The paper presents detailed results of a comprehensive analysis pertaining to Aframax tanker incidents and accidents that occurred in the last 26 years. The thorough review of the captured accident database information and the analysis of the historical records provided essential qualitative and quantitative information on a variety of parameters relevant to risk-based methodologies, namely the degree of severity and frequencies of accidents broken down into the pre-1990 and post-1990 periods, the spilled tonne rates and the impact of hull design and of ship's age, particularly on non-accidental structural failure accidents and geography of worldwide oil spills. The generated information enables conclusions on Aframax tanker accidents and of tankers in general to be drawn, for further exploitation in risk based design, operation and regulations. © 2007 Institution of Mechanical Engineers.
Day R.,University of Glasgow |
Day R.,University of Birmingham |
Wager F.,Universities of Glasgow and Strathclyde |
Wager F.,Napier University
Local Environment | Year: 2010
This article is concerned with the nature and significance of inequality in the environmental experience of children and young people. We argue that research in this area needs to widen in perspective and address a complex set of environmental attributes that matter to children and young people, and to their development. Discussing a study conducted in three differing locations in Scotland, the paper examines the local places that were important to children and young people, and the factors that affected the benefits they derived from them. The results illustrate that unequal experiences arise partly through different material provision of environmental goods, but also issues of quality and maintenance, and that relational dynamics have a crucial role. An important concern is not just the quality of experiences in the present, but the effects that environmental experiences in early life have on skills and capacities taken forward into adulthood.© 2010 Taylor & Francis.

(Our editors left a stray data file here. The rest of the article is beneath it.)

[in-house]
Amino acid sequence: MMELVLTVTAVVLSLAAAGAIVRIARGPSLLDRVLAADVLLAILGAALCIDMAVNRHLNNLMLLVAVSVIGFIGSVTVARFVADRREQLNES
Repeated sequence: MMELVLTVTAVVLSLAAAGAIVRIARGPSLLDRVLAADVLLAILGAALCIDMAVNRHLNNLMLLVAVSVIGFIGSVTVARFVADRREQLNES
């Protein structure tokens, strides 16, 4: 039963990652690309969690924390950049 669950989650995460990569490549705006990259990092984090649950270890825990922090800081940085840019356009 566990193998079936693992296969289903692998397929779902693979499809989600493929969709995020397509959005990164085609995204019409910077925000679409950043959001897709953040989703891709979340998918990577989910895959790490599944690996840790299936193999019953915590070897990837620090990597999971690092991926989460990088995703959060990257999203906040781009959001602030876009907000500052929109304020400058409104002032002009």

Mylonas D.,Universities of Glasgow and Strathclyde |
Sayer P.,Universities of Glasgow and Strathclyde
Ocean Engineering | Year: 2012
The work presented in this paper focuses on the CFD application of large eddy simulation (LES) and detached eddy simulation (DES) to the prediction of the forces acting on an International Americas Cup Class yacht keel model exposed to uniform incident flow at turbulent Reynolds number regime. The simulations were performed using both methods on adapted unstructured grids. The model keel used in the current study was developed by Chalmers University for experimental purposes, and is used for validation of CFD codes in yacht hydrodynamics. Initial results obtained are compared and validated against existing experimental data from wind tunnels in terms of lift and drag coefficients measurements and wake flow observations behind the keel. Two sub-grid scale models for LES and two turbulence models for DES are investigated and compared. Sensitivity to numerical parameters is also addressed. Overall, qualitative results and predictions are satisfactory and quantitative findings agree and fit well with the experimental values although error in forces prediction is high in some cases. © 2012 Elsevier Ltd. All rights reserved.